not suggest that the effect of§ 714(c) was raised. See id. Therefore, I do not consider it persuasive
authority on this issue.
Reach of Section 1983
The same is not true of Plaintiffs§ 1983 claims. Count II asserts procedural
and substantive due process claims through§ 1983 against the State Police. 2 The
substance of these claims aside, they must be dismissed. Plaintiff has chosen the
The State Police is not an appropriate defendant for Plaintiffs§ 1983 claims.
A state entity is not a person within the meaning of§ 1983. Will v. Mich. Dep't of
State Police, 491 U.S. 58, 65-66 (1989). Ex Parte Young would allow Plaintiffs
request for injunctive relief against a state official acting in his official capacity. 209
U.S. 123, 159 (1908). Plaintiffs complaint, however, does not include an individual
defendant, only the State Police. Plaintiffs brief references his desire to include an
individual defendant (D.I. 15 at 7-8), but Plaintiff has not filed the appropriate
motion and supporting documents to amend the complaint. Accordingly, Count II of
the complaint is dismissed without prejudice.
EMPLOYMENT DISCRIMINATION CLAIMS
Having resolved these threshold issues, I now reach the substance of
Plaintiffs allegations of employment discrimination. In Count I, Plaintiff brings
federal and state employment discrimination claims against the State Police, and in
2 Count II of the complaint does not specify a defendant. (See D.I. 1at11). The union, however,
would not be an appropriate defendant for a § 1983 claim absent some showing of state action. See,
e.g., Jackson v. Temple Univ. of the Commonwealth Sys. of Higher Ed., 721 F.2d 931, 932-33 (3d Cir.
Count III, against the union. For the following reasons, the complaint is maintained
against the former and dismissed against the latter.
Under Rule 12(b)(6), a motion to dismiss may be granted only if, accepting
the well-pleaded allegations in the complaint as true and viewing them in the light
most favorable to the plaintiff, a court concludes that those allegations "could not
raise a claim of entitlement to relief." Bell Atl. Corp. v. Twombly, 550 U.S. 544, 558
(2007). "Though 'detailed factual allegations' are not required, a complaint must do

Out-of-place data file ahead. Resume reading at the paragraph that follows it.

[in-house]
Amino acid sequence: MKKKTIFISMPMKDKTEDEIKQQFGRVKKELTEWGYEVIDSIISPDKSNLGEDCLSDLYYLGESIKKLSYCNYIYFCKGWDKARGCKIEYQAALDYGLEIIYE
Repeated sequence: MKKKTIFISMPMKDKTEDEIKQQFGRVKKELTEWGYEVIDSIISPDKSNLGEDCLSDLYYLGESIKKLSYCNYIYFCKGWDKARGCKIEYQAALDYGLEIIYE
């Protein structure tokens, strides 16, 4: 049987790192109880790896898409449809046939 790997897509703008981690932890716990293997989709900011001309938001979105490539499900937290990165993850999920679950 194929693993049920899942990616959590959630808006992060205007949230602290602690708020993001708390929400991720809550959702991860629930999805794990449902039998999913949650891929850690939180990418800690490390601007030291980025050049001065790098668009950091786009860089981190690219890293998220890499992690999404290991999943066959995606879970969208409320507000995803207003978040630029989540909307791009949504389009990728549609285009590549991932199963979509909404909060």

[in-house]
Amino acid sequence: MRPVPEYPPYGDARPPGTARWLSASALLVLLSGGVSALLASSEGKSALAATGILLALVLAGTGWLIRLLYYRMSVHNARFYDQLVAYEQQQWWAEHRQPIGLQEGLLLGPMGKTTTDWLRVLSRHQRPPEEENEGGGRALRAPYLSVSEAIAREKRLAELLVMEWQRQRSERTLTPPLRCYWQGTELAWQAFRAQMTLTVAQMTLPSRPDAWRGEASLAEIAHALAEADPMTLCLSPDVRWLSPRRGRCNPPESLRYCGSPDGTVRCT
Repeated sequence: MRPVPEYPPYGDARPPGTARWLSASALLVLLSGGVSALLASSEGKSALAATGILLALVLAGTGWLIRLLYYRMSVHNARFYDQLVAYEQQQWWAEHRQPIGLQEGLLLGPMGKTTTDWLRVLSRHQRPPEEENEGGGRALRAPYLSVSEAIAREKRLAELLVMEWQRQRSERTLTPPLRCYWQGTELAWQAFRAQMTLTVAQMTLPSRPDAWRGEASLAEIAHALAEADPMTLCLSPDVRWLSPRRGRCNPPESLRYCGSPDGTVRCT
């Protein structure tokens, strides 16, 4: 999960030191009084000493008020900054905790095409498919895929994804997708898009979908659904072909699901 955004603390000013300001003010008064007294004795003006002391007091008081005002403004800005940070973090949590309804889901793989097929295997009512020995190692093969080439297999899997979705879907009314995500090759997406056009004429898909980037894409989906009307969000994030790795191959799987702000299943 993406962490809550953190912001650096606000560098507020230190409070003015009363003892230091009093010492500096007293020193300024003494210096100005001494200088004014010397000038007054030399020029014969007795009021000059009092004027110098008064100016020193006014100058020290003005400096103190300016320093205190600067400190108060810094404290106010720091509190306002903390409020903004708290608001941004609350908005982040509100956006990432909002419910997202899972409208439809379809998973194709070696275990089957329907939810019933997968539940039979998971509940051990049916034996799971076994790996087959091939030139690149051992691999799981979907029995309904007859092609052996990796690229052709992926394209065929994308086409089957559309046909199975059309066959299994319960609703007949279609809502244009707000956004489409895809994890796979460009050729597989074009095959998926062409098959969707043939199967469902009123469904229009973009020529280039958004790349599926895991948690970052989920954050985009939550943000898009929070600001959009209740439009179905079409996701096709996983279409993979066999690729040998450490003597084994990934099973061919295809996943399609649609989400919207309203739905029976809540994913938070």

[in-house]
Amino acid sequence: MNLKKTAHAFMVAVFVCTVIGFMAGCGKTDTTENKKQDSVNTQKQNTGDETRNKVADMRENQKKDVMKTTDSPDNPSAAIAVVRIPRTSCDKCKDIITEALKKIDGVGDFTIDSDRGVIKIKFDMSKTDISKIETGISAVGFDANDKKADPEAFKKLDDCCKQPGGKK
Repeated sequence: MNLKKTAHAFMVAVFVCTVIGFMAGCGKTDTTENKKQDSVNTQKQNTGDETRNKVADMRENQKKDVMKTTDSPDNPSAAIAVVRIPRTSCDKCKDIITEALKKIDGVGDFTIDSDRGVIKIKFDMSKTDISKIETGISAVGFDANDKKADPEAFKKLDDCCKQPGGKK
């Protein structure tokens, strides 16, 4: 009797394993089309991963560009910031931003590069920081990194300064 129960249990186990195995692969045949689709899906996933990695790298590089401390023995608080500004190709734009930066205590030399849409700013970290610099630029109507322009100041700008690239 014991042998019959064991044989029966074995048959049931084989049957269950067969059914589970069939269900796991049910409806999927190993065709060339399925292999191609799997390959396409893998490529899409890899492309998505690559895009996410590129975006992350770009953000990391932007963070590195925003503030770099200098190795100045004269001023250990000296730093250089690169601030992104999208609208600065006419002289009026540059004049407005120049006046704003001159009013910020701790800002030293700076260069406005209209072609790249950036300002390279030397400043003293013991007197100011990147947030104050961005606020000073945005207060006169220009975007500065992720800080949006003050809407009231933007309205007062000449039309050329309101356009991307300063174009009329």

more than simply provide 'labels and conclusions' or 'a formulaic recitation of the
elements of a cause of action."' Davis v. Abington Mem 'l Hosp., 765 F.3d 236, 241
(3d Cir. 2014) (quoting Twombly, 550 U.S. at 555). A complaint may not be
dismissed, however, "for imperfect statement of the legal theory supporting the
claim asserted." See Johnson v. City of Shelby, -
U.S.--, 135 S. Ct. 346, 346
A plaintiff must plead facts sufficient to show that a claim has "substantive
plausibility." Id. at 347. That plausibility must be found on the face of the
complaint. Ashcroft v. Iqbal, 556 U.S. 662, 678 (2009). "A claim has facial
plausibility when the plaintiff pleads factual content that allows the court to draw
the reasonable inference that the defendant is liable for the misconduct alleged." Id.
Deciding whether a claim is plausible will be a "context-specific task that requires
the reviewing court to draw on its judicial experience and common sense." Id. at
Malicious Prosecution and Estoppel
As a preliminary matter, both Defendants argue that Plaintiffs claims are, in
essence, malicious prosecution claims that are barred by his guilty plea. In order to
bring a malicious prosecution claim, a plaintiff is required to show he prevailed in
the criminal prosecution. Heck v. Humphrey, 512 U.S. 477, 484 (1994). Otherwise, a
malicious prosecution claim would be a civil avenue for collateral attack on the
underlying conviction. Id.
Defendants' argument mischaracterizes Plaintiffs complaint. It is not that
the state criminally prosecuted him because he was Hispanic. His complaint is that
his employer chose a track of discipline that was more severe because he was
Hispanic. His claim is analogous to a plaintiff claiming a private employer involved
the police instead of using internal discipline procedures. Plaintiffs status as a
criminal defendant is not essential to his claim, where as a plaintiff bringing a
malicious prosecution claim necessarily must be a criminal defendant.
Defendants cite to McDerby v. Daniels, 2010 WL 2403033 (D. Del. June 16,
2010). McDerby is an appealing case for Defendants because it too encompassed a
challenge to a DELJIS investigation. See id. at *5. That case's differences, however,
are more instructive than its similarities. McDerby was not a Title VII claim.
Instead, that plaintiff was asserting a right wholly unrelated to his employmenthis right to a fair trial. Id. at *4. His claim sounded in constitutional criminal law
and, at bottom, he sought to "demonstrate the invalidity of his guilty plea." See id.;
see also Heck, 512 U.S. at 479 (disallowing a civil claim that the criminal
investigation was unlawful, that exculpatory evidence was withheld, and that